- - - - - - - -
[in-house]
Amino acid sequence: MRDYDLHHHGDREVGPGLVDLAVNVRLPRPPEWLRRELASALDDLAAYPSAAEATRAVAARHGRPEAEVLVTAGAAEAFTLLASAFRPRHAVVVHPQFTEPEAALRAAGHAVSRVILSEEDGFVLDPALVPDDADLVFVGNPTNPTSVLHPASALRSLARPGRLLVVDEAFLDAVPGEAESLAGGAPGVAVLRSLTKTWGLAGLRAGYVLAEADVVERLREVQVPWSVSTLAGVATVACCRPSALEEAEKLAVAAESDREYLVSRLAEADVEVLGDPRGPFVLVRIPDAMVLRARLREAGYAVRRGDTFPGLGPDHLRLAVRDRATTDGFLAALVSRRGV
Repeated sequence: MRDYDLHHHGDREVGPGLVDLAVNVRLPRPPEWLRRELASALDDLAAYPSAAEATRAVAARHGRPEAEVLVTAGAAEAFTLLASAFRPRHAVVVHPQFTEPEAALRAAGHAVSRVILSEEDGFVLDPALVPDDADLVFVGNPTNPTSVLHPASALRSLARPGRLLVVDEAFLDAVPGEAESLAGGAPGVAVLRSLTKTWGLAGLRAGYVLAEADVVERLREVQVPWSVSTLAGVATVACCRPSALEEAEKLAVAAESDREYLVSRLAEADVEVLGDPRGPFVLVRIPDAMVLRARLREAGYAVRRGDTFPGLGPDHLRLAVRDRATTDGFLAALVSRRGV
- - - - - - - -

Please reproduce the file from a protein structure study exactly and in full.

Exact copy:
[in-house]
Amino acid sequence: MRDYDLHHHGDREVGPGLVDLAVNVRLPRPPEWLRRELASALDDLAAYPSAAEATRAVAARHGRPEAEVLVTAGAAEAFTLLASAFRPRHAVVVHPQFTEPEAALRAAGHAVSRVILSEEDGFVLDPALVPDDADLVFVGNPTNPTSVLHPASALRSLARPGRLLVVDEAFLDAVPGEAESLAGGAPGVAVLRSLTKTWGLAGLRAGYVLAEADVVERLREVQVPWSVSTLAGVATVACCRPSALEEAEKLAVAAESDREYLVSRLAEADVEVLGDPRGPFVLVRIPDAMVLRARLREAGYAVRRGDTFPGLGPDHLRLAVRDRATTDGFLAALVSRRGV
Repeated sequence: MRDYDLHHHGDREVGPGLVDLAVNVRLPRPPEWLRRELASALDDLAAYPSAAEATRAVAARHGRPEAEVLVTAGAAEAFTLLASAFRPRHAVVVHPQFTEPEAALRAAGHAVSRVILSEEDGFVLDPALVPDDADLVFVGNPTNPTSVLHPASALRSLARPGRLLVVDEAFLDAVPGEAESLAGGAPGVAVLRSLTKTWGLAGLRAGYVLAEADVVERLREVQVPWSVSTLAGVATVACCRPSALEEAEKLAVAAESDREYLVSRLAEADVEVLGDPRGPFVLVRIPDAMVLRARLREAGYAVRRGDTFPGLGPDHLRLAVRDRATTDGFLAALVSRRGV